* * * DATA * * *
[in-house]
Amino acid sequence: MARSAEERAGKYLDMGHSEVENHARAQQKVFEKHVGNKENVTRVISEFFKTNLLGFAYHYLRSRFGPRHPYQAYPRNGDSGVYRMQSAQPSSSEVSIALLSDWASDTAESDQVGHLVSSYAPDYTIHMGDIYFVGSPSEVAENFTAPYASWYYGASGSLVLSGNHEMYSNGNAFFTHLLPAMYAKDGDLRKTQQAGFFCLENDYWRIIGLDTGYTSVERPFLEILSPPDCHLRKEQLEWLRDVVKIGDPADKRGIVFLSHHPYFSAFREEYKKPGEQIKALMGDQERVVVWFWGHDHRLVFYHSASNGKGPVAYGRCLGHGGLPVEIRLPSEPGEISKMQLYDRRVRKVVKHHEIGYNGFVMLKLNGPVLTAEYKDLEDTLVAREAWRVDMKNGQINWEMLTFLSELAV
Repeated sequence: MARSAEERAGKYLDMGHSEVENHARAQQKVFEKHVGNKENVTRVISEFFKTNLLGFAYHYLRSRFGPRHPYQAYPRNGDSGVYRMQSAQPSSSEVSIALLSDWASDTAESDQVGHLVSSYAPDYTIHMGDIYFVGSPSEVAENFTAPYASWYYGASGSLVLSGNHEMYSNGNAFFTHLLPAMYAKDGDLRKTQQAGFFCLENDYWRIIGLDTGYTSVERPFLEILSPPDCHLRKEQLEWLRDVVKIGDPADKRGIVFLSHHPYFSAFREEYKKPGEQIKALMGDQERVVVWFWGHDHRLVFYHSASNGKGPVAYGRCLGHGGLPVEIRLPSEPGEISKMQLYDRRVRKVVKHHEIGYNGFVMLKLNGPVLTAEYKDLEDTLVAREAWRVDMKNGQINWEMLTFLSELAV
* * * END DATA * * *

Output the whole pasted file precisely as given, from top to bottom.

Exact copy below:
[in-house]
Amino acid sequence: MARSAEERAGKYLDMGHSEVENHARAQQKVFEKHVGNKENVTRVISEFFKTNLLGFAYHYLRSRFGPRHPYQAYPRNGDSGVYRMQSAQPSSSEVSIALLSDWASDTAESDQVGHLVSSYAPDYTIHMGDIYFVGSPSEVAENFTAPYASWYYGASGSLVLSGNHEMYSNGNAFFTHLLPAMYAKDGDLRKTQQAGFFCLENDYWRIIGLDTGYTSVERPFLEILSPPDCHLRKEQLEWLRDVVKIGDPADKRGIVFLSHHPYFSAFREEYKKPGEQIKALMGDQERVVVWFWGHDHRLVFYHSASNGKGPVAYGRCLGHGGLPVEIRLPSEPGEISKMQLYDRRVRKVVKHHEIGYNGFVMLKLNGPVLTAEYKDLEDTLVAREAWRVDMKNGQINWEMLTFLSELAV
Repeated sequence: MARSAEERAGKYLDMGHSEVENHARAQQKVFEKHVGNKENVTRVISEFFKTNLLGFAYHYLRSRFGPRHPYQAYPRNGDSGVYRMQSAQPSSSEVSIALLSDWASDTAESDQVGHLVSSYAPDYTIHMGDIYFVGSPSEVAENFTAPYASWYYGASGSLVLSGNHEMYSNGNAFFTHLLPAMYAKDGDLRKTQQAGFFCLENDYWRIIGLDTGYTSVERPFLEILSPPDCHLRKEQLEWLRDVVKIGDPADKRGIVFLSHHPYFSAFREEYKKPGEQIKALMGDQERVVVWFWGHDHRLVFYHSASNGKGPVAYGRCLGHGGLPVEIRLPSEPGEISKMQLYDRRVRKVVKHHEIGYNGFVMLKLNGPVLTAEYKDLEDTLVAREAWRVDMKNGQINWEMLTFLSELAV